A Gypsy Road

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Saints, Sinners and Shark Pools


When you’re a kid you do what kids do, whatever that is. I’ve never been sure. I suppose because I’ve never known what it felt like to be a kid. I don’t ever remember seeing the world from a kids eyes, the world from where I saw it was always from the outside looking in, a little darker than most. That which I took in through my eyes has been locked inside my soul forever. The blessing is I never forgot, the curse, I never forgot. Everything was zero to sixty in my life, fear was my motivator. It would take me a long, long time to stop, breath and take a drink of the world around me, once I did I couldn’t get enough, but that would be a long time coming. Up until that point, life was always just a blur going by as if she were trying to leave me behind, like a shadow on glass there and gone. Me being me wasn’t about to let that happen, so I took what I could grab and ran, never really knowing what I was running from or where I was running to. So I just kept running, from myself mostly. I knew where I was and why I was there what I didn’t know was how I got here or why I had to be here. The only thing I knew for sure was that most every defining moment in my life had been precipitated by violence.

My first real memory in life is one that is burned into my mind forever. There we were sitting there in a corner my baby brother and I while my parents argued violently. This would not only become the norm it would become the rule. It was a barren worn out soiled wood floor apartment. The kind of tenement apartment that bore signs of old age in which once white painted plaster on the walls cracked and stained yellow by years of neglect. The kind of Westside Chicago apartment that were a dime a dozen. There were pictures of naked women torn from magazines tacked to the wall, cigarette butts falling over the edge of a dirty ashtray. Everything smelled of must and mildew, we were rescued only by the occasional breeze that invaded as the sheer baby blue curtain flowed through the room. I remember I fell in love with the color of baby blue because it had somehow soothed and shielded me from everything vile that surrounded me in this moment. I’m not even certain I knew how to feel anything such as fear or exhilaration at that age. I guess I was in the very primal stages of development and anything I saw, heard or felt would determine a path in my life. In this moment I wanted to feel something, anything than what I recall feeling. I stared wide-eyed as my baby brother sat passively next to me leaning on my shoulder. I was pretty sure he had no idea what was going on, how I did I don’t know for I could not have been more than three, maybe four years old I suppose. For better or worse I’ve always had the ability to know more than I should, even ma said so. I’ve always had an instinct about what was about to happen next. I have survived my life by that instinct. I remember my Aunt Bertha warning ma, that I knew too much, saw too clearly for such a young boy.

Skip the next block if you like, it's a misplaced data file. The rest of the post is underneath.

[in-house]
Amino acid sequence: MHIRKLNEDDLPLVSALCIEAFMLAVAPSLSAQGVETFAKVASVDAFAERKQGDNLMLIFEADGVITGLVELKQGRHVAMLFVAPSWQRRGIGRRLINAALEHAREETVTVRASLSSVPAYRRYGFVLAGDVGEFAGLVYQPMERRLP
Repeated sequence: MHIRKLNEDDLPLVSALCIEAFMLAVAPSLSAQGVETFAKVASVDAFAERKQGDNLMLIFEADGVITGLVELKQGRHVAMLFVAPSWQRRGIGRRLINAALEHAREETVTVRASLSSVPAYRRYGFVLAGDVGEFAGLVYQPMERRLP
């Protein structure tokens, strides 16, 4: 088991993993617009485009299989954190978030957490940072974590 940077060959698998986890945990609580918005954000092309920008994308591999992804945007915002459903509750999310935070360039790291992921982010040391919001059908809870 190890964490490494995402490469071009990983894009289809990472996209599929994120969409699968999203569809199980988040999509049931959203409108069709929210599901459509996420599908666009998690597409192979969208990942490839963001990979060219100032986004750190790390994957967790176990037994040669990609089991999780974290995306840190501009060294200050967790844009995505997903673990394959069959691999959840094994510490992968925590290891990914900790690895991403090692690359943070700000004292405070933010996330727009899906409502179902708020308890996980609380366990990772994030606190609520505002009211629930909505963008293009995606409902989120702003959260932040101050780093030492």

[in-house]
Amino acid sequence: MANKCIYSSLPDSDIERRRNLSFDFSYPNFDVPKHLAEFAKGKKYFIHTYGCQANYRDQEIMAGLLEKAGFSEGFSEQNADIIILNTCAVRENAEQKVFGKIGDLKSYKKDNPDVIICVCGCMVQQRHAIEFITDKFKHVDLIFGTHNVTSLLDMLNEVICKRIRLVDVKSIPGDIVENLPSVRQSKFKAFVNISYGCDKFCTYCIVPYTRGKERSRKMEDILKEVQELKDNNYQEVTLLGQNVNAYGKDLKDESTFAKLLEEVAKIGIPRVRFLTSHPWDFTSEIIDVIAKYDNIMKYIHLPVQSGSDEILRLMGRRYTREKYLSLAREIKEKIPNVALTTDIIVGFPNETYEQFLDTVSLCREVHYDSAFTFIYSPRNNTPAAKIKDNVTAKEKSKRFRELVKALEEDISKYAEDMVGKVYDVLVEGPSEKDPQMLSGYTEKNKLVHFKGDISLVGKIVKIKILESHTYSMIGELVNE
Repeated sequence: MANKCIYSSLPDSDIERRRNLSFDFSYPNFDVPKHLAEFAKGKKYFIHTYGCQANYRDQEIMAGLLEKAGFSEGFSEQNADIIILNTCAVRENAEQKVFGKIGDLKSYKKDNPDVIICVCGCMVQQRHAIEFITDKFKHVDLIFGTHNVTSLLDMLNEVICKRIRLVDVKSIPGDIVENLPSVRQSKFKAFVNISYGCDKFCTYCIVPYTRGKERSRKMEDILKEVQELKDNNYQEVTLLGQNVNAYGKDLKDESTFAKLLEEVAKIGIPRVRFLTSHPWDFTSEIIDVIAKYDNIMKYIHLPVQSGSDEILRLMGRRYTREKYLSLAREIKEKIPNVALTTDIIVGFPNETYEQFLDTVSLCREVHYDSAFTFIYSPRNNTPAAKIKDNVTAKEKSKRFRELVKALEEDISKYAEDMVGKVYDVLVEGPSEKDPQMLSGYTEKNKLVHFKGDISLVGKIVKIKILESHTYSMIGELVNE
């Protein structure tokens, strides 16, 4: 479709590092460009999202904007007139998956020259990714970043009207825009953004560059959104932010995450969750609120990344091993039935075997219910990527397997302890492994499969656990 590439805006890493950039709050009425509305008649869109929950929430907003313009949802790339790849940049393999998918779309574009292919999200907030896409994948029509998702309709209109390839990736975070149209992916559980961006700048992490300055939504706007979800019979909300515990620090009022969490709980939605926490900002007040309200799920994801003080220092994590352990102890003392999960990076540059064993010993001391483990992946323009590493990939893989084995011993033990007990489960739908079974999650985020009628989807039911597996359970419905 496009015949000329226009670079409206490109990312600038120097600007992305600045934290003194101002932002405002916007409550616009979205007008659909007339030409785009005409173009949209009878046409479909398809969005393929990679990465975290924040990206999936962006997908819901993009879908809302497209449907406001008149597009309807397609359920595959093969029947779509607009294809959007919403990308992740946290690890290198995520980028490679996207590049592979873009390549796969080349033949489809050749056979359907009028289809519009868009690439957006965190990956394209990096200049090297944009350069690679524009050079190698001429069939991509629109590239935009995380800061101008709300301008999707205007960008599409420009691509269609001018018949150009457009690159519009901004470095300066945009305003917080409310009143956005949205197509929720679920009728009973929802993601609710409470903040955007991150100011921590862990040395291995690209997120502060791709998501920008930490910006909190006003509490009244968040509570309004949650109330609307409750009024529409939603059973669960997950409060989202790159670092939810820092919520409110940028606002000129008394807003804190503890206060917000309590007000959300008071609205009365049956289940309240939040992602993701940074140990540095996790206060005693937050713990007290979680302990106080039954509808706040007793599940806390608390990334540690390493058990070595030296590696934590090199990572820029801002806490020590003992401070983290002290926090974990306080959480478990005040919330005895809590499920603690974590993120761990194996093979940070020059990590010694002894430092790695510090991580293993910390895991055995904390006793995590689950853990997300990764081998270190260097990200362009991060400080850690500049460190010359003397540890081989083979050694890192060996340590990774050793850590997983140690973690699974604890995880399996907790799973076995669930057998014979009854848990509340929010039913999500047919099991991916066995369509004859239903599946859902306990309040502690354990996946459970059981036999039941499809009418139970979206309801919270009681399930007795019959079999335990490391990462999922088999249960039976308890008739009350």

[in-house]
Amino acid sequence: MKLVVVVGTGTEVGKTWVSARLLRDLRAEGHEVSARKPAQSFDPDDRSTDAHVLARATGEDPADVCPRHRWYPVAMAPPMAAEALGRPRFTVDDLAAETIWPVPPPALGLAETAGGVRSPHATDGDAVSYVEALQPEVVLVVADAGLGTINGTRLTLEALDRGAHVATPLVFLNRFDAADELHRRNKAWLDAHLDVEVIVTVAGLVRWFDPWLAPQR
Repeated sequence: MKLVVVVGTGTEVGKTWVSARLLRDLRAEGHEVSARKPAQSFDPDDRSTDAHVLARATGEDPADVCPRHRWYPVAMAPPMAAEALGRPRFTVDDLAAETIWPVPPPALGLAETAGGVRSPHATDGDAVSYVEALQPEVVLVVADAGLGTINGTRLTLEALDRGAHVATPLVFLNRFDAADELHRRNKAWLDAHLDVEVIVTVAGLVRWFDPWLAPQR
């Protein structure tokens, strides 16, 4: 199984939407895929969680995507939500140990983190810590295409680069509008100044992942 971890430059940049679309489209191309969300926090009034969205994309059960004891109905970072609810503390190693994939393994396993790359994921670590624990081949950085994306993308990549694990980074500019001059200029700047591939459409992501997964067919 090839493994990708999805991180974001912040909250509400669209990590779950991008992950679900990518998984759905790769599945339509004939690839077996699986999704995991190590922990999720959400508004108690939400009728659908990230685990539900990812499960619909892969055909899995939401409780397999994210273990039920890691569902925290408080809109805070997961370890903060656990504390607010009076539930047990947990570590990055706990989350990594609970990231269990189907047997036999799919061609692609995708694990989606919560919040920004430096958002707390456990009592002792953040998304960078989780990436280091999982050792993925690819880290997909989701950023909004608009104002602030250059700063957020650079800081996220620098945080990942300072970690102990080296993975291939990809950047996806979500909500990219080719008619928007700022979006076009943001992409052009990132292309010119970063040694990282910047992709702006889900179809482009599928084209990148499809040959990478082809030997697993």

As my father leaned into my mother’s face I could see from the corner of my eye my Uncle Bobby, ma’s brother, argued with his girlfriend pointing a finger in her face and screaming at her to shut up and mind her business. Suddenly, out of nowhere, in slow-motion I saw what seemed like a huge fist sail through the stale air and as my youthful eyes followed it through the night breeze I watched as it smashed straight into my mother’s face landing with a grotesque thud as blood began gushing from her mouth and face as she screamed and cried in agony. I closed my eyes tightly hoping that the vision, the violation of what I had just witnessed would somehow not be real once I opened them again. No such luck. The room erupted into chaos, everyone screaming, yelling, crying and blood all over the white-yellow stained wall. Then in what would become a common theme, the old man grabbed his coat as stomped out the door as if he were the one who had been put upon and violated, Uncle Bobby in tow. I remember it all so vividly, I remember it all so angrily. I also remember Uncle Bobby never did anything to help his sister. Had it been any one of my mother’s six other brothers I have no doubt my father would never have left that room alive. From that moment forward I was married to violence. I breathed violently, ate and drank violently, argued violently, slept violently, love violently and lived violently. I abhorred it but I needed it like a junkie needs a fix.